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Arch Environ Health. 1986 Sep-Oct;41(5):306-11.

Airborne microbial contaminants in indoor environments. Naturally ventilated and air-conditioned homes.


The atmospheric burden of viable particulates in the interiors of condominium homes with central air conditioning was compared with that of the typically more open-type of naturally ventilated Hawaiian homes. Andersen microbial air samplers were used to enumerate the numbers and kinds of respirable fungi and bacteria inside the residences. The results were compared with that obtained outside the homes to evaluate the impact of the air conditioning systems on indoor air quality. There were no significant differences in microbial air contaminants between the outdoors and the air inside naturally ventilated residences. The air inside air conditioned homes were found to have fewer fungi, including a significantly smaller number of Cladosporium sp., but had a significantly greater number of Aspergillus sp. when compared to the outdoors. The total number of bacteria and the number of Gram positive (+) cocci were significantly larger inside air-conditioned residences than outside. A preliminary health status survey revealed occupants of centrally air-conditioned homes had more complaints of eye irritation, sneezing, nasal congestion, and cough.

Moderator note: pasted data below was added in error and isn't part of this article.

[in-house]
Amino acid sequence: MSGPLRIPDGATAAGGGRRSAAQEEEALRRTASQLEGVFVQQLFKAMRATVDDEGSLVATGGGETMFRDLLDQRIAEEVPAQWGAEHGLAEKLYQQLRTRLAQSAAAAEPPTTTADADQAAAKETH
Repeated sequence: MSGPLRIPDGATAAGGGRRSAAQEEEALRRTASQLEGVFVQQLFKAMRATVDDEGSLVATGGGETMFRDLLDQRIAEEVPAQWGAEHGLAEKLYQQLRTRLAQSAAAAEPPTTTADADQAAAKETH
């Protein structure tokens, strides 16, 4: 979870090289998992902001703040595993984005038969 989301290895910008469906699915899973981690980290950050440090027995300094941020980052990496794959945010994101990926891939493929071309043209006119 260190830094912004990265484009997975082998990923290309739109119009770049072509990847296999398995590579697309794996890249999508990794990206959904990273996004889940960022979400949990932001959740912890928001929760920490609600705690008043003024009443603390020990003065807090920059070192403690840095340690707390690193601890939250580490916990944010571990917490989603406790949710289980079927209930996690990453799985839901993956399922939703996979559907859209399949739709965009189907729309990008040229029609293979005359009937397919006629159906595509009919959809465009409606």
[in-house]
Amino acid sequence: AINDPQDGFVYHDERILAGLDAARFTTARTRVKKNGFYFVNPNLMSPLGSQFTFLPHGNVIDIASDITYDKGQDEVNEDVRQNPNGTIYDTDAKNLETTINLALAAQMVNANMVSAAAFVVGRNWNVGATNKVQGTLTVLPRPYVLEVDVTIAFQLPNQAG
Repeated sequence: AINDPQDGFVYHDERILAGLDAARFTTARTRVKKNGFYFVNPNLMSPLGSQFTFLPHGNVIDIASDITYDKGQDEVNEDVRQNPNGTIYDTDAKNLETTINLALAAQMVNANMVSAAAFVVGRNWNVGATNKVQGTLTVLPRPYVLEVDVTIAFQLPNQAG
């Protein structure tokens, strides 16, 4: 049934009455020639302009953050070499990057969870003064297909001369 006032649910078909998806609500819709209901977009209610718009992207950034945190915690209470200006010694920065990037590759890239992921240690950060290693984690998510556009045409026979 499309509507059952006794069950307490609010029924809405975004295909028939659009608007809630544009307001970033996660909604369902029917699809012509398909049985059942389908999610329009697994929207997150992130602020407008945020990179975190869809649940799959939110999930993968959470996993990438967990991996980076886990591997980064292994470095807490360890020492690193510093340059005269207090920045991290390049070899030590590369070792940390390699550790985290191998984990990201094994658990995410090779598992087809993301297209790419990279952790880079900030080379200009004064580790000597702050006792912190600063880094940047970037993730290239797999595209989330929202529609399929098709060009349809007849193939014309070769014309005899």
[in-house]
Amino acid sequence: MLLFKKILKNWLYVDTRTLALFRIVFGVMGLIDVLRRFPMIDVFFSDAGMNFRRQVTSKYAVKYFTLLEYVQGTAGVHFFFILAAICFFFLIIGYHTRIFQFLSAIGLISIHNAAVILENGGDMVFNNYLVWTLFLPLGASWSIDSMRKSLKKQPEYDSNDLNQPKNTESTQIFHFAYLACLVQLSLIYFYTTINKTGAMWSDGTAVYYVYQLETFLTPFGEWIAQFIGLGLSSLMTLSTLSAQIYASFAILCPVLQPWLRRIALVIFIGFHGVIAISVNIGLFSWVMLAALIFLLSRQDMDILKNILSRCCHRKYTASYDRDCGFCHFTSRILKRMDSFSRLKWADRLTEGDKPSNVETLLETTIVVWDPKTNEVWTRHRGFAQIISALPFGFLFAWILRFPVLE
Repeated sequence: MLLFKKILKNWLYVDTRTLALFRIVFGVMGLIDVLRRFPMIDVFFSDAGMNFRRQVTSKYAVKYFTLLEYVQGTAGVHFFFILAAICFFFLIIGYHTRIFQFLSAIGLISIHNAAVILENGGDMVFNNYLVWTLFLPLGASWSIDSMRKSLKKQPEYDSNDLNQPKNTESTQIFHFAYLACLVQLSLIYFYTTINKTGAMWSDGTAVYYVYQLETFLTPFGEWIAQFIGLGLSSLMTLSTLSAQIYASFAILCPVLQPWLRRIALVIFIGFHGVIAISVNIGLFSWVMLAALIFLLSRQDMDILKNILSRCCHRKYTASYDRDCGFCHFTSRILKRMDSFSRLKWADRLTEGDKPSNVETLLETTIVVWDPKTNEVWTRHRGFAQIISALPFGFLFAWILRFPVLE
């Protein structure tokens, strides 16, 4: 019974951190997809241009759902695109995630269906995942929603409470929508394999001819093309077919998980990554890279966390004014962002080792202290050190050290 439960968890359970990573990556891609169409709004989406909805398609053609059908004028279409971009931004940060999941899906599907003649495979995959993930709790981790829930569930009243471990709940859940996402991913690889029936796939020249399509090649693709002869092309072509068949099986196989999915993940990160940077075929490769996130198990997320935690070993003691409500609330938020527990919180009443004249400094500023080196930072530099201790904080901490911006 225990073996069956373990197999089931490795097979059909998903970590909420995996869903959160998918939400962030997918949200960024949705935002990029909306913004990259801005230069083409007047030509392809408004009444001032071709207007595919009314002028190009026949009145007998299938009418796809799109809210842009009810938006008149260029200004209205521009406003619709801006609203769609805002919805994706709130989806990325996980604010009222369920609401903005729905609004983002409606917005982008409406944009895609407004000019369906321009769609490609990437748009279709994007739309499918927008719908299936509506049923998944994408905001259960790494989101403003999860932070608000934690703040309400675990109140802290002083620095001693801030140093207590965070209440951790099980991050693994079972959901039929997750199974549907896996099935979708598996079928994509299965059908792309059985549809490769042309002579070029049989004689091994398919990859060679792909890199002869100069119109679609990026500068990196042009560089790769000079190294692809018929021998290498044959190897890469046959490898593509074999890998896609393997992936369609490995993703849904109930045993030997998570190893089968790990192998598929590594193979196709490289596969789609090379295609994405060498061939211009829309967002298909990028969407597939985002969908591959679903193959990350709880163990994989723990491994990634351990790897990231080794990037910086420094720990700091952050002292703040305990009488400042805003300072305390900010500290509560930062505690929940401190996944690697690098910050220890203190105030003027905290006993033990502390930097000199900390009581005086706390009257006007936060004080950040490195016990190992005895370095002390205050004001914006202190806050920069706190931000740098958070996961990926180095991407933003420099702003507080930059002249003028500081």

[Indexed for MEDLINE]

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